September/October 2019 Just For Canadian dentists

19


c e calendar

Endodontics

Cosmetics/Aesthetic

Anesthesia/Sedation

ce

when

where

Oct 04-20

Denver Colorado

Nov 15-16

MORE CE Full-access CE calendar and destinations at justforcanadiandentists.com/ce/

topic

sponsor

contact

website

Oct 04-06 (Didactic) Oct 11-13 (Didactic) Oct 18-20 (Clinical)

Conscious Sedation Consulting

888-581-4448

sedation consulting.com

Seminole Florida

Nitrous Oxide Psychosedation

University of Florida

888-550-4590

ce.dental.ufl. edu

Jan 13-17 2020

Saint Barthélemy French West Indies

Saint Barth Dental Association Dental Symposium

Saint Barth Dental Association

212-645-6139

saintbarth dental.com

Sep 07-11 2020

Dublin Ireland

Anesthesia Update

Northwest Anesthesia Seminars

800-222-6927

nwas.com

Oct 11-12

Huntersville North Carolina

Indirect Esthetic Dentistry Hands-On Training Instructor Dr. Ross W. Nash

The Nash Institute

704-766-0025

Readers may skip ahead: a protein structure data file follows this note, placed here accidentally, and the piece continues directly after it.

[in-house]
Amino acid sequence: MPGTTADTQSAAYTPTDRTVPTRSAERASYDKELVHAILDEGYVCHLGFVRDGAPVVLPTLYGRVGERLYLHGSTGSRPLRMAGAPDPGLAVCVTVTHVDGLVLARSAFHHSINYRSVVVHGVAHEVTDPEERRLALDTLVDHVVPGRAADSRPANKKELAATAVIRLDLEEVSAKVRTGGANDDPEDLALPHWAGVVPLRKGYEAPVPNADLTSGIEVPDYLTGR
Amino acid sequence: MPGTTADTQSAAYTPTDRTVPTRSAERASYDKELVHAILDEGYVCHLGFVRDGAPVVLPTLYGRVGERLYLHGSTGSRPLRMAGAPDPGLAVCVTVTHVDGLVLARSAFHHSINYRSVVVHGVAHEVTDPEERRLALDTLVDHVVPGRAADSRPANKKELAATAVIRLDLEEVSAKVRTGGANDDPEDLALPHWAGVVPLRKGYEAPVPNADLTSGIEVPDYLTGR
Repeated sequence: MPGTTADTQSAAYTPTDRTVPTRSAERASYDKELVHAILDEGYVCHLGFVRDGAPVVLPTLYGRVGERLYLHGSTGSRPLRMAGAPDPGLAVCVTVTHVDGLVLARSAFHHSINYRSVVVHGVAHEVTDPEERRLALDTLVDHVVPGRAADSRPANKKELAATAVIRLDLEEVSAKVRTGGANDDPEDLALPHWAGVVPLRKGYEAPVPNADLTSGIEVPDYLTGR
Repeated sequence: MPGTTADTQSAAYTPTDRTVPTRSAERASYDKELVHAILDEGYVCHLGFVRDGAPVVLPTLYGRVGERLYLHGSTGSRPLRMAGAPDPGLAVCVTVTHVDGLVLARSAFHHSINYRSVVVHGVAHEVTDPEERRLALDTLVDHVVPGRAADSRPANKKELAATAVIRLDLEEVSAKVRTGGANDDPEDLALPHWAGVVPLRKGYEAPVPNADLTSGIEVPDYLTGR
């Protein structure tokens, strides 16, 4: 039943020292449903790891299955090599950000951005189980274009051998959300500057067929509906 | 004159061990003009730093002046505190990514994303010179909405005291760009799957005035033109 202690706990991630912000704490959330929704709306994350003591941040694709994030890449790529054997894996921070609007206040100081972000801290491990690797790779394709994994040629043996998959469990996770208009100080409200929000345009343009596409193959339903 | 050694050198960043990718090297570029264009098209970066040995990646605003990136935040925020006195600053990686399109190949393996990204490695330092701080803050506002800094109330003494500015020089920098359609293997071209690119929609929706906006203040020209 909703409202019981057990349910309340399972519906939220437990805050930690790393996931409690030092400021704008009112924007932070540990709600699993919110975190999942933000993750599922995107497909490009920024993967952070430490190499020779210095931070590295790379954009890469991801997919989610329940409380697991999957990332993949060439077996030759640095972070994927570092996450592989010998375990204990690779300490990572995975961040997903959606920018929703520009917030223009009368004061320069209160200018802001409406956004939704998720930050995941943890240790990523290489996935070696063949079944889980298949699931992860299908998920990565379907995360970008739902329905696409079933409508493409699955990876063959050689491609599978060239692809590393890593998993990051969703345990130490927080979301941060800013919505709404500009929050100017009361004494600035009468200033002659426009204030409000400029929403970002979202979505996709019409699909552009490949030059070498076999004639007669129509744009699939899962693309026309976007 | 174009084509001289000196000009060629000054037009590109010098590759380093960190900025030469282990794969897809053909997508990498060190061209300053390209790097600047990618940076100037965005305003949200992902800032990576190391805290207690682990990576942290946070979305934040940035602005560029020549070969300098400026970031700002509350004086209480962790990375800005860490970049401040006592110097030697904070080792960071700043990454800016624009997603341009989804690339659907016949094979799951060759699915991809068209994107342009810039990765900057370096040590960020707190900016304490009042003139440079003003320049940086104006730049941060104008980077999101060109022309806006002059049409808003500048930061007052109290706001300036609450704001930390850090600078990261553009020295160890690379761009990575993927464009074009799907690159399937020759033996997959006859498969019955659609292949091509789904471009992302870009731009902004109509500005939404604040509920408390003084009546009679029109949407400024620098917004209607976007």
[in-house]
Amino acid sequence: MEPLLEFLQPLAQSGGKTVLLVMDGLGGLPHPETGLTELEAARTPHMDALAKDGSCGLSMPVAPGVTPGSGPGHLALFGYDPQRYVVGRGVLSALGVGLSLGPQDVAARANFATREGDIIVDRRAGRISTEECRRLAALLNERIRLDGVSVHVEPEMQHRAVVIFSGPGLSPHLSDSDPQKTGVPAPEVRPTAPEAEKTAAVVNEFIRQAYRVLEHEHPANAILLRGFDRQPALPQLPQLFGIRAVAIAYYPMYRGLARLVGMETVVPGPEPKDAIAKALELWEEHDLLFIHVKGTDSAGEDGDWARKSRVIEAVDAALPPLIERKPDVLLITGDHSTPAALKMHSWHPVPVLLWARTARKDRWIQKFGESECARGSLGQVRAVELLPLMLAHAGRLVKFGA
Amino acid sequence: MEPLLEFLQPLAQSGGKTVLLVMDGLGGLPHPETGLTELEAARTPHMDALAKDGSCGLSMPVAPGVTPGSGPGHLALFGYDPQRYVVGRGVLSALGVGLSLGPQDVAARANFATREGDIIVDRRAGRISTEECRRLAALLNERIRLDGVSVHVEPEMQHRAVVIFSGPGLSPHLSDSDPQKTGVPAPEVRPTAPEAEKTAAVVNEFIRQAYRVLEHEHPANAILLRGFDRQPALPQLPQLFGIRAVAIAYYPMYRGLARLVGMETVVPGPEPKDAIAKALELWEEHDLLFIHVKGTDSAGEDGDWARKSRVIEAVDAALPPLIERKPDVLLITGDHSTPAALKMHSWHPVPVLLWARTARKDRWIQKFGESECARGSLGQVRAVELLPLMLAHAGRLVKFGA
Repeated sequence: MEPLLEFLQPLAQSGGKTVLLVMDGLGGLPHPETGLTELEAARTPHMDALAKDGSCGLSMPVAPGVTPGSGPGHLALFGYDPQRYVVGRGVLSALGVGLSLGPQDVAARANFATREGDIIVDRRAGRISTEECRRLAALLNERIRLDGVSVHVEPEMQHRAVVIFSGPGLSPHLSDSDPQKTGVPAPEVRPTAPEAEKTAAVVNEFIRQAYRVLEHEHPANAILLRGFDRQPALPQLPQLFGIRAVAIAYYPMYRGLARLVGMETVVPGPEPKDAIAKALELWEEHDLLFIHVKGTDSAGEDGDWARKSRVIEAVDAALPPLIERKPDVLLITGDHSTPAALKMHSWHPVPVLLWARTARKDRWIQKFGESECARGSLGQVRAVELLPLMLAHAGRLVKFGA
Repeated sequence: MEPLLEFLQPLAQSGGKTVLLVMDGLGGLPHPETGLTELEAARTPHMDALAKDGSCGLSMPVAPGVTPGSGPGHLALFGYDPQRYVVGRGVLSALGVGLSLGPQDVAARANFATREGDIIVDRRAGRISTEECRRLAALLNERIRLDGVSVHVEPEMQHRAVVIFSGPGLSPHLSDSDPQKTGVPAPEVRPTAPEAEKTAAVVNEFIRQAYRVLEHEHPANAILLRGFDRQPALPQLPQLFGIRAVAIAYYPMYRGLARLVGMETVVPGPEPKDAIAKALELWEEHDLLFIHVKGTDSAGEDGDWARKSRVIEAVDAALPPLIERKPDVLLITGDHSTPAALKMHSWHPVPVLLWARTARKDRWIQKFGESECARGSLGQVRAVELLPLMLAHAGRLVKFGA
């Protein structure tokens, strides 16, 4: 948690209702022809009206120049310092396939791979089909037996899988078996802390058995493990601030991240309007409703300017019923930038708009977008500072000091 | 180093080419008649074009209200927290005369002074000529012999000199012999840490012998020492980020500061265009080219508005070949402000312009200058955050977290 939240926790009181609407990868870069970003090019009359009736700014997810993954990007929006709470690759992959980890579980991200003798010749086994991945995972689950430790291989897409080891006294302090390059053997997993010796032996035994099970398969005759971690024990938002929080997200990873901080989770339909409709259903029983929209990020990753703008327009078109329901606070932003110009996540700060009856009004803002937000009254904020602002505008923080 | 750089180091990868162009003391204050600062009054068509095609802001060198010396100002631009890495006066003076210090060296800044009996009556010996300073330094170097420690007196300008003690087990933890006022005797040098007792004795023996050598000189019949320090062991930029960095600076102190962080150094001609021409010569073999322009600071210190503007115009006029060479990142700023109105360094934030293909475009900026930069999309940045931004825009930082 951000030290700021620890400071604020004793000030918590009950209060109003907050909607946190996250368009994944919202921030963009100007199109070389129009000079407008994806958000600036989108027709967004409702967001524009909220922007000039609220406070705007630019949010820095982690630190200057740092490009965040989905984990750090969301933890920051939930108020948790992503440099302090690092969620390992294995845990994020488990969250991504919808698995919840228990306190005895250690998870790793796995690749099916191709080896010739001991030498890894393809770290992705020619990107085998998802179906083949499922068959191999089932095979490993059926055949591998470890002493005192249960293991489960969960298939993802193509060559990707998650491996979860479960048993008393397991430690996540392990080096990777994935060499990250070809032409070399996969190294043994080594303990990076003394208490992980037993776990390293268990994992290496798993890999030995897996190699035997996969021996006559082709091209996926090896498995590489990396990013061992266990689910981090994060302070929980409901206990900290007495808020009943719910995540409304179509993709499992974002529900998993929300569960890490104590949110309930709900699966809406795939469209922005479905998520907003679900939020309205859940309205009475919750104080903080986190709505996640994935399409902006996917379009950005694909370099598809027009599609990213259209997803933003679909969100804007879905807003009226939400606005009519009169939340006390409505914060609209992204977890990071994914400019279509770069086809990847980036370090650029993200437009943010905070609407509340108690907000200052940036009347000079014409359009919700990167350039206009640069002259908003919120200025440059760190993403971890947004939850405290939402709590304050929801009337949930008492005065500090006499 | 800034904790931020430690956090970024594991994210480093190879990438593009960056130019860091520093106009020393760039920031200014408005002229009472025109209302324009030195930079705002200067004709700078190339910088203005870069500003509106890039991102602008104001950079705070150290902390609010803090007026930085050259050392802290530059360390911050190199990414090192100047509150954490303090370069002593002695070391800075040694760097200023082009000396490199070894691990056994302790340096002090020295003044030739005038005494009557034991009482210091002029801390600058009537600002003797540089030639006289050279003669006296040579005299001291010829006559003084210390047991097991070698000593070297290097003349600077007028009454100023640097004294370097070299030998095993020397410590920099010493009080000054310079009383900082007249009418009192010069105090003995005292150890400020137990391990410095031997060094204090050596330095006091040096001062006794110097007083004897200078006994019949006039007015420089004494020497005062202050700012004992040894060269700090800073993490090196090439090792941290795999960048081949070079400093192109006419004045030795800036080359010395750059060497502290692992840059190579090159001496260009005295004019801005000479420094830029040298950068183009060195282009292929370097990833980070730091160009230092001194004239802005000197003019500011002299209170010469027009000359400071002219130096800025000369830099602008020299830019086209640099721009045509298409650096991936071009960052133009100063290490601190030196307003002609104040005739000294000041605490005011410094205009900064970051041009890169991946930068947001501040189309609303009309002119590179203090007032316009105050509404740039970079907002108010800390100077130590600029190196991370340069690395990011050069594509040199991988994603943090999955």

thenash institute.com

Oct 24-25

Amherst New York

Seamlessly Replacing A Missing Tooth In The Esthetic Zone

American Academy of Cosmetic Dentistry

800-543-9220

aacd.com

Nov 14-16

Chicago Illinois

Treatment Planning Functional Esthetic Excellence

The Dawson Academy

800-952-2178

thedawson academy.com

Dec 29 2019Jan 05 2020

New Year’s Caribbean Cruise

Dr. Susan McMahon: Selfie Ready? 3...2...1... Awesome! Conservative Cosmetic Dentistry For Teenagers And Young Adults

Mindware Educational Seminars

888-574-8288 See Ad Page 21

mindware seminars.com

Apr 10-11 2020

New York New York

Aesthetic Advantage - Hands-On Aesthetic Course

Aesthetic Advantage

212-794-3552

aesthetic advantage. com

Ongoing

Vancouver British Columbia

Course #1 Shaping, Cleaning, And Obturation Of Root Canal Systems Course #2 Re-Treatment & Other Complex Cases

Endodontics Unsponsored

604-987-2285